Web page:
Cmdr. Angela Katsen, who, as head of the Navy Office of Diversity and Inclusion, managed the Navy’s CIPP from July of 2011 to July of 2013, said the most common reasons sailors have used the program have been related to family, travel and, especially, education. She said the program has gained popularity, both among sailors asking to use it and senior personnel suggesting it as a retention tool, but is still used at only about half its capacity.

“We’re allowed to have 20 officers and 20 enlisted each year, but we’ve never maxed out at that amount,” Katsen said.

She said the program is used about equally by officers and enlisted sailors, as well as by men and women.

The Navy renewed its career intermission program in 2012, still as a pilot because not enough sailors have returned from their intermissions for officials to analyze the impact on promotions and other factors, Katsen said. Only about half a dozen have taken their break and returned to active duty, but one officer was promoted shortly thereafter, in a “seamless transition,” she said.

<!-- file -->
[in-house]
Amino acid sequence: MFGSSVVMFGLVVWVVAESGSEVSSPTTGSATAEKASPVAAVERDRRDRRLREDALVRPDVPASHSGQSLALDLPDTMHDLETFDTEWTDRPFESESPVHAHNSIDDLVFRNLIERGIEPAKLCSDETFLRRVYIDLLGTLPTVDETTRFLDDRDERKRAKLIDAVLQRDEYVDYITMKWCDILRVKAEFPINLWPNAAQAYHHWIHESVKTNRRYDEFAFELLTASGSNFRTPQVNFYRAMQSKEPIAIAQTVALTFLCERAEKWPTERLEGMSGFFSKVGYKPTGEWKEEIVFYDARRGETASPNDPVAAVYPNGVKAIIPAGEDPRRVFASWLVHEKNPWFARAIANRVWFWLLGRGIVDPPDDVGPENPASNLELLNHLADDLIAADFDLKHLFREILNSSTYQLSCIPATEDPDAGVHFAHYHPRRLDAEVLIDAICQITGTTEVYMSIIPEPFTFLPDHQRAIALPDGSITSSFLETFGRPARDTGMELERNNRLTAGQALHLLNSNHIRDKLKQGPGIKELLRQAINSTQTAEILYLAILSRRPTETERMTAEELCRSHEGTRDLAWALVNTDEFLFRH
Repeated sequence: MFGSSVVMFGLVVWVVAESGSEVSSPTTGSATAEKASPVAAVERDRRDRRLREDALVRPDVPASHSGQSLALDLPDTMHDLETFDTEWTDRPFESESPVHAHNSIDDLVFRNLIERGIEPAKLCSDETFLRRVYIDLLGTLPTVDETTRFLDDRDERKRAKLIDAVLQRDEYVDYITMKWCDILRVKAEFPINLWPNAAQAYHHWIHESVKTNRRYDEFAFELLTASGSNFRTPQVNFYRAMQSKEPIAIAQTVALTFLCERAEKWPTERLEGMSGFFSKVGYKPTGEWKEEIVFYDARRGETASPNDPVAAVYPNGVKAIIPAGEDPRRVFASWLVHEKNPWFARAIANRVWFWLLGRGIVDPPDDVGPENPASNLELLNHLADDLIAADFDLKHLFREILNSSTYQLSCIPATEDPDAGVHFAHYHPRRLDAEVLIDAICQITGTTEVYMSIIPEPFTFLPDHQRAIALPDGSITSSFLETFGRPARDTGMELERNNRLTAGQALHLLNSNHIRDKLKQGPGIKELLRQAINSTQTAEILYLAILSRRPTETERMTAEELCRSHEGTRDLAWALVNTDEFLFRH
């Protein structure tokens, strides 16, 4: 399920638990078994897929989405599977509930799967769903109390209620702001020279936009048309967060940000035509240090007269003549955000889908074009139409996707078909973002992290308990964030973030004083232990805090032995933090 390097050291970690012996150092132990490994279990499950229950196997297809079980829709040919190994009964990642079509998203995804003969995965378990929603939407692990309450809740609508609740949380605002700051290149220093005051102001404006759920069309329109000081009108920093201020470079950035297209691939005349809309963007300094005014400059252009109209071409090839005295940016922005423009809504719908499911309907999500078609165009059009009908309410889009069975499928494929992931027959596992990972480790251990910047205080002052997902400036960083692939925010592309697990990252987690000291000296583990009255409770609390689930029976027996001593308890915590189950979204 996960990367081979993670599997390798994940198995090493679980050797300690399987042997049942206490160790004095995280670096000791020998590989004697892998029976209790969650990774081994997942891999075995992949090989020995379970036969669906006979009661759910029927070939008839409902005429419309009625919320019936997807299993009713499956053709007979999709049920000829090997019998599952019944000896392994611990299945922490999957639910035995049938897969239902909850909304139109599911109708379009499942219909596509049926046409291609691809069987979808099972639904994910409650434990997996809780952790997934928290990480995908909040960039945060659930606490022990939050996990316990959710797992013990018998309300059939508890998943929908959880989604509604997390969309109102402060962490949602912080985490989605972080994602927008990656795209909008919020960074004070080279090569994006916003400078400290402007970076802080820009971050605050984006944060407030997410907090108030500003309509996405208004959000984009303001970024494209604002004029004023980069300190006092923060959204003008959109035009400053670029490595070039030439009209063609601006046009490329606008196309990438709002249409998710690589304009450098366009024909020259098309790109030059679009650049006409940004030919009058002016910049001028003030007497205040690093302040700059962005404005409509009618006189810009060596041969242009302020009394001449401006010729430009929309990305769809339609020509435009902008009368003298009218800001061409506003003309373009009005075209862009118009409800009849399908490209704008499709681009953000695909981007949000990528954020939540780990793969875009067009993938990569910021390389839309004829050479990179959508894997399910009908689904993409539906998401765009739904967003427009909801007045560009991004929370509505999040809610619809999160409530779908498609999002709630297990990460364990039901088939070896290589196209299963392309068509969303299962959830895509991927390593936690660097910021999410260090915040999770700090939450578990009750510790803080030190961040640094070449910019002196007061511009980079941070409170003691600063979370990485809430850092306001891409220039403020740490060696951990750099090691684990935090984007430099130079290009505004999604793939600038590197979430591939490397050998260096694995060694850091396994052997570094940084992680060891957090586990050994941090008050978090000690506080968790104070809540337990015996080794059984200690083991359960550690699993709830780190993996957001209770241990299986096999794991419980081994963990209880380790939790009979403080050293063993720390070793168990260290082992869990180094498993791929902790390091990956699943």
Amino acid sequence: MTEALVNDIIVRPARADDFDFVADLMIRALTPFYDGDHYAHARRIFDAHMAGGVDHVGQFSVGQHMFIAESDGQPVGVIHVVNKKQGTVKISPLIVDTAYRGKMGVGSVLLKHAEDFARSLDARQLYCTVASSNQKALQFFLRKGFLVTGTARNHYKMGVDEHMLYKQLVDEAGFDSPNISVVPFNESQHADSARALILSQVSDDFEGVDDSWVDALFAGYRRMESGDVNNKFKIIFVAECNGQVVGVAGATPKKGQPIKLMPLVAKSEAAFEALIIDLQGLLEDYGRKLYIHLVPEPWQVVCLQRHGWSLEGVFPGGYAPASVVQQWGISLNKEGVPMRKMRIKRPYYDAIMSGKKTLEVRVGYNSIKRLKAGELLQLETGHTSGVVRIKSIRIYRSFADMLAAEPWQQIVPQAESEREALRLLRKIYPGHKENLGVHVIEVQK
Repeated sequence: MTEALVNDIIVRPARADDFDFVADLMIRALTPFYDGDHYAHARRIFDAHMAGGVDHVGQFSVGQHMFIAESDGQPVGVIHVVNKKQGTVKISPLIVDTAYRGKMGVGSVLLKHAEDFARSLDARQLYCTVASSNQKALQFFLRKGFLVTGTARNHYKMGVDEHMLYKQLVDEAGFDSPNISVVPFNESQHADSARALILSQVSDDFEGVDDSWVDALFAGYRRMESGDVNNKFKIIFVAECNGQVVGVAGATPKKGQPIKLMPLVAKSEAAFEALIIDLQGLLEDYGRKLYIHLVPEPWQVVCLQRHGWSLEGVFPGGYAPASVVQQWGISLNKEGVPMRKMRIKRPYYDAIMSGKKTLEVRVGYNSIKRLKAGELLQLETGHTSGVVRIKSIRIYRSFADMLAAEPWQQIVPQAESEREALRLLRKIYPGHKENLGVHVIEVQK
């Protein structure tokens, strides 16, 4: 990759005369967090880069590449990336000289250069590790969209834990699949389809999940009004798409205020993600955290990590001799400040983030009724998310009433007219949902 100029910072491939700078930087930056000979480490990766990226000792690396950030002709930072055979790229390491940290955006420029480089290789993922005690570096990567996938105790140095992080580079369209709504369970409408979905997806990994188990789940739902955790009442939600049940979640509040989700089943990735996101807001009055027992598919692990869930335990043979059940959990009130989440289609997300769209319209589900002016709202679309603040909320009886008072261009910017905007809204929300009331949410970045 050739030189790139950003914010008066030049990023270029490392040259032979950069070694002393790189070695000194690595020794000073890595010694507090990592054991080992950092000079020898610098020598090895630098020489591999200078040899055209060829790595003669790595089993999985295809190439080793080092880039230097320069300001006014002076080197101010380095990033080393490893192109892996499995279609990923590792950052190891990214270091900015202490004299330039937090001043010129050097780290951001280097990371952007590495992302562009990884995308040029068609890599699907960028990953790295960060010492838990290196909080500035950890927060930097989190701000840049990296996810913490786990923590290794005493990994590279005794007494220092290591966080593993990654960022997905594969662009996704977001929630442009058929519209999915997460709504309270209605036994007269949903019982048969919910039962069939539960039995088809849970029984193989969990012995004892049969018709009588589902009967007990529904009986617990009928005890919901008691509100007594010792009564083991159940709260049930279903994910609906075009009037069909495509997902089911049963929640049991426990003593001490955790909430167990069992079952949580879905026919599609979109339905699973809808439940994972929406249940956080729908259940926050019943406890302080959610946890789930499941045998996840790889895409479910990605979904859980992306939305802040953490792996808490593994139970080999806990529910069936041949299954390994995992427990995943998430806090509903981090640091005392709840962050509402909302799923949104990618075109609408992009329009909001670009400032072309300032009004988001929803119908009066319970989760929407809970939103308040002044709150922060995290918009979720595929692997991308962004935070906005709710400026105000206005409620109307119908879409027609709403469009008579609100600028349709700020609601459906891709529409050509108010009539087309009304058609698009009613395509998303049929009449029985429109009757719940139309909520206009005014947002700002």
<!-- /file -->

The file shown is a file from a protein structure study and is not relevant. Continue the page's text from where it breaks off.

“Four years into it, it’s already been a very positive experience.”

However, the program is not for everyone.

No Marine can participate in the Corps’ CIPP before serving the first term of service, and on the enlisted side, it’s only open to grades E6 and E7. Marines are not eligible if they can’t complete the ensuing obligation due to service limitations, mandatory retirements or enlisted career force controls.

“The program targets mid-level officer and enlisted (E-6/E-7 and O-3/O-4), as these are often the ranks that are making personal decisions regarding staying in the Marine Corps until retirement or separating to pursue personal or professional goals,” said a written statement from Manpower and Reserve Affairs officials.